“Um, I…er, I think I was…possibly…er, last to…, and, these, well, they appear to be, er, so is it ok…if I…um..?”
Reader, she said yes. (Frequent flyers among you may just have punched the air.)
It is amazing how little things can improve your airborne experience so enormously. We all know the tantalizing sense of impatience as you shoot more sideways looks around to see if any interlopers are attempting to muscle in on your territory, and the rush of tiny triumph as you realize that this veritable kingdom is yours for the ENTIRE JOURNEY. What I didn’t expect was for this minor euphoria to be compounded by the meal.
Ah, airplane food – the last refuge of the hack comedian, a subject so tired it’s almost worth writing about because you know anyone with any taste won’t have done so recently. A couple of months ago, I saw an irate neighbour’s spoof review of an all night karaoke party, and the author was revealed to be Oli Beale, the same man whose hilarious write up of a Virgin Atlantic meal had similarly gone viral a few years ago. Seriously, read it. It’s much funnier than this. I would love to get Food Ponce to go viral, but it seems highly unlikely as I’m going to be quite complimentary, and that, as we all know, is not funny at all.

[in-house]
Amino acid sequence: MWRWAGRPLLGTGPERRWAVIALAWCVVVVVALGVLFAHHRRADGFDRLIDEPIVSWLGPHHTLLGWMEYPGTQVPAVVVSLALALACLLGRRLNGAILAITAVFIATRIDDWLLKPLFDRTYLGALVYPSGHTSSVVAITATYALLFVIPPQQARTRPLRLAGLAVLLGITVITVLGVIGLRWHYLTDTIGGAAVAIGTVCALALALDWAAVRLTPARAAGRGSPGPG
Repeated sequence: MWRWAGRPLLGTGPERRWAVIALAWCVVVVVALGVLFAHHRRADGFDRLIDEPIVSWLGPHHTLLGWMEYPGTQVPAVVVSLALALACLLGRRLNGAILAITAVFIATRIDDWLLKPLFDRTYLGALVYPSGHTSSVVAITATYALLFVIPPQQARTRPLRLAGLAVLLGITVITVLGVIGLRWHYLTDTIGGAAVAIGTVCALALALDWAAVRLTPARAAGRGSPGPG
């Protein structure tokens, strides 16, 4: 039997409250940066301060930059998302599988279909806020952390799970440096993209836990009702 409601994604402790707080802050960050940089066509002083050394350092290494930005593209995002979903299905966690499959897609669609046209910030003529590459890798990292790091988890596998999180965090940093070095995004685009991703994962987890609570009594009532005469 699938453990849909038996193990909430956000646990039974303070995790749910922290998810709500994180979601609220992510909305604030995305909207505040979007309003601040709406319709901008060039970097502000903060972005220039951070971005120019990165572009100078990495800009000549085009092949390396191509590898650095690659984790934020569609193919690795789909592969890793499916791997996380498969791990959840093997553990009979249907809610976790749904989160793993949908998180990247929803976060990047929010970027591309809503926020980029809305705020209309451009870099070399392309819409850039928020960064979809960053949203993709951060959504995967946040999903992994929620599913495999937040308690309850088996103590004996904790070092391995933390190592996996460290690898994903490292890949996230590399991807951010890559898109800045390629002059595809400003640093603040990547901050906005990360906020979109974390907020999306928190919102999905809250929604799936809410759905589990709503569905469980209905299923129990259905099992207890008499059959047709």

I was already very well disposed towards the hostesses, and the first thing they delivered after take off was a nicely balanced vodka and tonic with lemon and none of that arsing about with miniatures too big for the amount of tonic available, which have led to me getting far too drunk far too quickly on far too many aeroplanes. These came with some Bombay mix cocktail nibbles that were actually edible rather than those tiny sawdust parcels that leave the inside of your mouth feeling like the outside of the Sahara.